Mantenimiento de un deck de madera
La madera se pudre y fotodegrada cuando entra en contacto con la humedad. Es la madera más desfavorable por estar expuesta a todos los cambios climáticos. Por ello es importante su protección de manera adecuada.
Es importante proteger todas las caras del deck para asegurarnos que no sea afectado por la humedad.
Recomendamos el mantenimiento anual, una vez que notemos que el deck se vea deslucido y haya perdido su brillo.
Los decks sin mantenimiento se vuelven de color gris por acción de la exposición constante al sol. Aparecen manchas negras y el peligro de hongos. Si ya aparecieron estas manchas, previo al trabajo de mantenimiento, te aconsejamos utilizar algun limpiador, para que aparezca el color verdadero de la superficie original de la madera. Dejar secar y proceder al trabajo de protección con el producto adecuado.
Los decks construidos alrededor de las piletas, están constantemente mojados y son afectados también por la lluvia y el rocío.
Para evitar los resbalones, recomendamos aplicarun producto antideslizante que contribuya con la adherencia al piso mojado.
La clave para evitar la formación de hongos y el deterioro de la madera, es el mantenimiento regular.
Si mantenés tu deck limpio, estará renovado y libre de hongos. Para ello, una vez que se note que la madera va perdiendo brillo y se note gastado, solo hay que lijar con lija suave el deck, limpiar y aplicar una mano de barniz para decks. Un deck protegido con barniz hará que el mantenimiento sea sencillo sin necesidad decapantes, removedores, aclaradores, espátulas, rasquetas, lijados complicados y/o profundos.
Wood-composite decking is a mixture of high-density polyethylene and wood particles, along with preservatives and binders. Wood-composite can be (but is not always) eco-friendly when it is made with leftover sawdust from furniture manufacturing and plastics recycled from milk jugs and detergent bottles.
Choose wood-composite decking when you want a low-maintenance material. Some composites can also resemble exotic wood species, giving you the best of both worlds. If you have children or just like walking barefoot, wood-composite ensures that you will avoid splinters. But the best benefit of wood-composite decking is that it is guaranteed not to rot or split, and it never needs a stain or other protective finish.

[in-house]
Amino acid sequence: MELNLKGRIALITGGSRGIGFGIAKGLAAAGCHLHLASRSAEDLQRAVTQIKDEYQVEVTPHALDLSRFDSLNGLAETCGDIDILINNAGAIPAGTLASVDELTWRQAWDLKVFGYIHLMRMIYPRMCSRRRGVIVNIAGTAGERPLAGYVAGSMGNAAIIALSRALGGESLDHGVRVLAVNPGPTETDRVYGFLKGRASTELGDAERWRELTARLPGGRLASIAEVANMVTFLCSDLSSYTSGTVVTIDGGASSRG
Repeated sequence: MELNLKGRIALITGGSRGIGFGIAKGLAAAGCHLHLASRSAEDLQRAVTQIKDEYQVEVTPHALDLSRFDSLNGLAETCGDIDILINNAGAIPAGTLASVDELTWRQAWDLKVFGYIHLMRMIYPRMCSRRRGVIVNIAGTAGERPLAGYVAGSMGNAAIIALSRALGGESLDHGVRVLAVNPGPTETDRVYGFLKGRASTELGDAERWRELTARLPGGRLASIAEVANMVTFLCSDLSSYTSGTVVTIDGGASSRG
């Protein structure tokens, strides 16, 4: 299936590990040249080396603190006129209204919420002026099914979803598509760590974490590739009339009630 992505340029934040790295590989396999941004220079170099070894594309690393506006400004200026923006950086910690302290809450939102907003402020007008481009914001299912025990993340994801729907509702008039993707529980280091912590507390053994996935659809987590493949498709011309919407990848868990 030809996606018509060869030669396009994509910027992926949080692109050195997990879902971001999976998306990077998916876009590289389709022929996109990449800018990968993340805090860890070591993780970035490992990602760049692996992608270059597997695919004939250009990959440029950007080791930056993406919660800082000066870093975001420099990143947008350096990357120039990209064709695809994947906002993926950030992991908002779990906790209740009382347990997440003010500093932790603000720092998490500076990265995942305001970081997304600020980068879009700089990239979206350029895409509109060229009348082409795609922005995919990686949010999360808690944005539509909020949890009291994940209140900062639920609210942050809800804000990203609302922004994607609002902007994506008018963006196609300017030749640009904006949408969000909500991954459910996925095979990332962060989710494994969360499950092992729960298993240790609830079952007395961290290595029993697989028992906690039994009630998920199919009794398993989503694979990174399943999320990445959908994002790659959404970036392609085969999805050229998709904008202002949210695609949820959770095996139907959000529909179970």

Wood-composite decking may look somewhat like wood at a distance, but up close it looks like something else, and it feels like its primary ingredient: plastic. Composite decking is more expensive than wood and comes in a limited range of colors. Many composite products require joists that are spaced no more than 16 inches apart; if your joists have 24-inch spacing, you'll need to add more joists for composite decking.
Wood-composites are roughly twice the price of pressure-treated wood.
Also called plastic or synthetic decking, this is made of cellular polyvinyl chloride (PVC), the same material that is used for plastic fencing. It is lightweight and has the same density as white pine, a softwood. Some PVC decking is "capped," meaning that a protective shell is added to the surface that also gives it a wood-like look.
You may wish to purchase PVC decking if you want a lighter-weight material that is easier to handle than wood-composite. Like wood-composite, PVC decking does not rot and never needs to be finished. Some homeowners simply like the look of PVC more than with the other materials.
PVC decking tends to look the least like wood, when compared to natural wood and wood-composite deck boards. In addition, it comes with all of the same drawbacks as wood-composite.
PVC deck materials typically are 10 to 15 percent higher than wood-composite.
The classic and still the most popular deck material, wood decking is usually pressure-treated softwood, such as hemlock, fir, or pine. More expensive wood decking types include redwood and exotic hardwoods, such as teak or ipe. These premium woods typically are not pressure-treated but must be finished (as does pressure-treated wood) to keep it from weathering to a dull gray color.
Natural wood is your best bet when you want to save on costs, you don't want anything complicated, and you wish to install the decking yourself. Standard wood decking is sold at local lumberyards and home improvement centers, while exotic woods (and sometimes redwood) must be ordered through specialty lumber dealers. Real wood decking also has a natural look and feel that the other materials lack.
You should avoid natural wood decking if you're not willing to regularly maintain your deck by scrubbing or power-washing and restaining it every two or three years. Also, be aware of the cost of refinishing over the life of the decking. The long-term cost of maintenance on a wood deck should be factored in with the initial cost of the material. Wood decking also is likely to need replacement sooner than the other decking materials because it is prone to decay and rot over time.
Pressure-treated wood is hands-down the cheapest way to floor your deck. Redwood decking can be comparable to wood-composite materials, and exotic hardwoods can be much more expensive. Pressure-treated wood is also the cheapest material for the non-decking components, such as stairs, guards, and